Friday, July 30, 2010
This is about freewill, resting on this analogy:
Man is to matchbook as
God is to His Creation.
Imperfect, to be sure, but helpful I hope for a Facebook discussion of free will.
There is a matchbook on my stove. It’s there because the electronic igniter has malfunctioned. It’s a bit less than one quarter used. I know that the matches have been used to light burners (THE PAST.) I know, with a pretty high degree of certainty, that most of the rest of the matches will also be used for lighting burners (THE FUTURE). Suppose I’m standing with a recently extinguished match smoking in my fingers—that’s THE PRESENT. Even allowing for my finitude, I know a lot about the matchbook.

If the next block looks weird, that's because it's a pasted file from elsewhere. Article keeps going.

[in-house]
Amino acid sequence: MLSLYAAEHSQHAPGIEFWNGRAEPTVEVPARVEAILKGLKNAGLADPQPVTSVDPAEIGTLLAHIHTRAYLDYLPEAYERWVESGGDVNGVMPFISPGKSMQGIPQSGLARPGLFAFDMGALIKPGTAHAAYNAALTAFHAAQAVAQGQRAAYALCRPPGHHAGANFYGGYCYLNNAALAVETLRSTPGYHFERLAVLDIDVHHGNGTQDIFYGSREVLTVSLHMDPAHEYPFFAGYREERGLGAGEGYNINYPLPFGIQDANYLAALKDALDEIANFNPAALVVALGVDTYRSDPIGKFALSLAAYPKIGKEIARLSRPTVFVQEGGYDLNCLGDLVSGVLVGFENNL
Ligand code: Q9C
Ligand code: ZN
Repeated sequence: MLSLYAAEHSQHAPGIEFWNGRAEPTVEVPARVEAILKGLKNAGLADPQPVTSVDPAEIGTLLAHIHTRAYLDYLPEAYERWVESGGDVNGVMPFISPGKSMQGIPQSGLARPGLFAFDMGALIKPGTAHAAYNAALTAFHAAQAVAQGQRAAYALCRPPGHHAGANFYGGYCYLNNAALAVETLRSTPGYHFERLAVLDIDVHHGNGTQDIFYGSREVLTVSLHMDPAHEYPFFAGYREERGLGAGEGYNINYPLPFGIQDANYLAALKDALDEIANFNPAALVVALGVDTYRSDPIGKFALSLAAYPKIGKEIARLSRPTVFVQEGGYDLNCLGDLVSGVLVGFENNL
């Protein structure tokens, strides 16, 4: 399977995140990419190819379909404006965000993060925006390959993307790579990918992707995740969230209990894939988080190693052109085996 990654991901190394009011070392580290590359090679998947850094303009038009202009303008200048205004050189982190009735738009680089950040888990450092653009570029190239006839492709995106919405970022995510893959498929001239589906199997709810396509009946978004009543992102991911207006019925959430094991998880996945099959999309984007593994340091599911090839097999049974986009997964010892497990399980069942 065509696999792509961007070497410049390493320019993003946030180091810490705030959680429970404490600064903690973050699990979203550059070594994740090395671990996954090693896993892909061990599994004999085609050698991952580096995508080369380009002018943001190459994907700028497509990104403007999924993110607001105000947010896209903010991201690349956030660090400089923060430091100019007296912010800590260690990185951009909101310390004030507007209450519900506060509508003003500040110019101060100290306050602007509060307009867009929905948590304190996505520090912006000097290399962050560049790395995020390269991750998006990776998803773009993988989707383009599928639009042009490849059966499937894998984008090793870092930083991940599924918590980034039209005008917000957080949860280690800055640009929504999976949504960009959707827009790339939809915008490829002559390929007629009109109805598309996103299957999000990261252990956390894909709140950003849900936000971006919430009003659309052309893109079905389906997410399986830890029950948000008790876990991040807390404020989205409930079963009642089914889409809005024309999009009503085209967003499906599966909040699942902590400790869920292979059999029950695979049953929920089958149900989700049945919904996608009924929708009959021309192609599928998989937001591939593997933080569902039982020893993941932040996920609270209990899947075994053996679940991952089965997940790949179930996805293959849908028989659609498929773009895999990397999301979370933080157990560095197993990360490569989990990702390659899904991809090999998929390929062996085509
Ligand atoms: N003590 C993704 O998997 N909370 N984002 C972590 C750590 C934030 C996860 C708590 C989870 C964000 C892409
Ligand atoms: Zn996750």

God, infinitely greater than his creation, knows everything that has ever happened (“Nothing is hidden from his sight"), all that is now happening (“I know your rising up and your sitting down”) and all that will (“Where can I go from your presence? If I go to the highest Heaven, You are there. If I hide myself in the depths of the sea, You are there.”) The psalmist is speaking of spatial infinity, but an infinite God also extends unbroken into the Past and the Future. Nothing changes with him. The future is now. A long time ago someone told me about the eternal present, which doubtless got me thinking on this. It certainly wasn’t a Philosophy Professor—I’m not sure I’ve even met one, much less studied with one.
Now, I haven’t touched on free will, but it doesn’t limit God’s infinity. He knows all that has ever happened and ever will. Yet there is clear language describing our choices and our responsibilities. I’d much rather live with that paradox than to impinge in any way on God’s infinity or sovereignty.